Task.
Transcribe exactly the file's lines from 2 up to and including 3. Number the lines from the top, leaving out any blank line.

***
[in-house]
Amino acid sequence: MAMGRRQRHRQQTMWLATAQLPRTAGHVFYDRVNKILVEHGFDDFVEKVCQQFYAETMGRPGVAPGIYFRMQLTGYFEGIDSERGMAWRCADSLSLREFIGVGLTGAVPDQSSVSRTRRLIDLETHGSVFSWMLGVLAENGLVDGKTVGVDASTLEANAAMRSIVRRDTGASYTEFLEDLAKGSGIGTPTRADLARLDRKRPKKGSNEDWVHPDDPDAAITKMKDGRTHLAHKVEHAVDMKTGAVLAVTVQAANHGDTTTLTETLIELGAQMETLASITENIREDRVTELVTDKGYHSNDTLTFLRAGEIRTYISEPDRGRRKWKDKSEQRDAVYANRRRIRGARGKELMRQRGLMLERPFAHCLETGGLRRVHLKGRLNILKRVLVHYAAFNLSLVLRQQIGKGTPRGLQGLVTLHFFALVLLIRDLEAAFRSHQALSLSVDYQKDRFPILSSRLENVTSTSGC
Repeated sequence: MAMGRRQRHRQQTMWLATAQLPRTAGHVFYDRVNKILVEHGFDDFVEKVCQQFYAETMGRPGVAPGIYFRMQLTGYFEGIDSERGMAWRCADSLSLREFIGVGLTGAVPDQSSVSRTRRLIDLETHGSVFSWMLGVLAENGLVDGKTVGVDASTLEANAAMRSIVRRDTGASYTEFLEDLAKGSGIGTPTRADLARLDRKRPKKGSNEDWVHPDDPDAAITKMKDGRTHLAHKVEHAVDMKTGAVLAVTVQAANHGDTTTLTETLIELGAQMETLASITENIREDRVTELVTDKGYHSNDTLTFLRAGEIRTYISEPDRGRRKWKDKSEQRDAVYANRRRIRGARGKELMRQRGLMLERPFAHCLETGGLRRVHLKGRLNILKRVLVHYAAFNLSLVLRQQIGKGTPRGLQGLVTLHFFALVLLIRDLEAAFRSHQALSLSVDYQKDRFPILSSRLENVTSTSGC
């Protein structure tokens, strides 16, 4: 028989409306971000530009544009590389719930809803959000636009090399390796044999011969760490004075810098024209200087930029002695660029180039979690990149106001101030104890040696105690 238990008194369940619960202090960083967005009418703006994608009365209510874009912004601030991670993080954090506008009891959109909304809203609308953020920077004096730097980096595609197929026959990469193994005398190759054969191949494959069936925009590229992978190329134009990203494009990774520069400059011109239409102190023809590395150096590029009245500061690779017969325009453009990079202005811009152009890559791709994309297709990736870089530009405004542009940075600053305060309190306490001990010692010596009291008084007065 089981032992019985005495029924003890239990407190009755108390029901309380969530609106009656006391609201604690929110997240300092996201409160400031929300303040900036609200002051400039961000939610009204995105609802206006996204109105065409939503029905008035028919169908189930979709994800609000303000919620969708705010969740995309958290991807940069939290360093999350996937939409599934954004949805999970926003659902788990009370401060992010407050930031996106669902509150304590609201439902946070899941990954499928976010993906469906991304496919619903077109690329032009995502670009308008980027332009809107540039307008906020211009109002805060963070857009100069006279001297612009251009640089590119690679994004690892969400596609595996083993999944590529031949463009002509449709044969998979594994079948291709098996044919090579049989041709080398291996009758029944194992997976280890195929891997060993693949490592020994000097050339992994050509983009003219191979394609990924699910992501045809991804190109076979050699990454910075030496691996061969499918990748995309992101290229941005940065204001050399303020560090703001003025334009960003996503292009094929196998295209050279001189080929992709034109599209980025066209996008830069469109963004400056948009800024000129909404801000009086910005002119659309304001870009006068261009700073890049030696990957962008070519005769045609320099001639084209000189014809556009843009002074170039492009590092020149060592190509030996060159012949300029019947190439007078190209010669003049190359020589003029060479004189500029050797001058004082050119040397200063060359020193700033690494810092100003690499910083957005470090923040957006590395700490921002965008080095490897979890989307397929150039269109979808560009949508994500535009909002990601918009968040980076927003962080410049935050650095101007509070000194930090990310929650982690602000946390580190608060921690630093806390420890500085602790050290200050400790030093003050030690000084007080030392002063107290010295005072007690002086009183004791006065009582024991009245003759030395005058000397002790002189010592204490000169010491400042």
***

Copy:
Amino acid sequence: MAMGRRQRHRQQTMWLATAQLPRTAGHVFYDRVNKILVEHGFDDFVEKVCQQFYAETMGRPGVAPGIYFRMQLTGYFEGIDSERGMAWRCADSLSLREFIGVGLTGAVPDQSSVSRTRRLIDLETHGSVFSWMLGVLAENGLVDGKTVGVDASTLEANAAMRSIVRRDTGASYTEFLEDLAKGSGIGTPTRADLARLDRKRPKKGSNEDWVHPDDPDAAITKMKDGRTHLAHKVEHAVDMKTGAVLAVTVQAANHGDTTTLTETLIELGAQMETLASITENIREDRVTELVTDKGYHSNDTLTFLRAGEIRTYISEPDRGRRKWKDKSEQRDAVYANRRRIRGARGKELMRQRGLMLERPFAHCLETGGLRRVHLKGRLNILKRVLVHYAAFNLSLVLRQQIGKGTPRGLQGLVTLHFFALVLLIRDLEAAFRSHQALSLSVDYQKDRFPILSSRLENVTSTSGC
Repeated sequence: MAMGRRQRHRQQTMWLATAQLPRTAGHVFYDRVNKILVEHGFDDFVEKVCQQFYAETMGRPGVAPGIYFRMQLTGYFEGIDSERGMAWRCADSLSLREFIGVGLTGAVPDQSSVSRTRRLIDLETHGSVFSWMLGVLAENGLVDGKTVGVDASTLEANAAMRSIVRRDTGASYTEFLEDLAKGSGIGTPTRADLARLDRKRPKKGSNEDWVHPDDPDAAITKMKDGRTHLAHKVEHAVDMKTGAVLAVTVQAANHGDTTTLTETLIELGAQMETLASITENIREDRVTELVTDKGYHSNDTLTFLRAGEIRTYISEPDRGRRKWKDKSEQRDAVYANRRRIRGARGKELMRQRGLMLERPFAHCLETGGLRRVHLKGRLNILKRVLVHYAAFNLSLVLRQQIGKGTPRGLQGLVTLHFFALVLLIRDLEAAFRSHQALSLSVDYQKDRFPILSSRLENVTSTSGC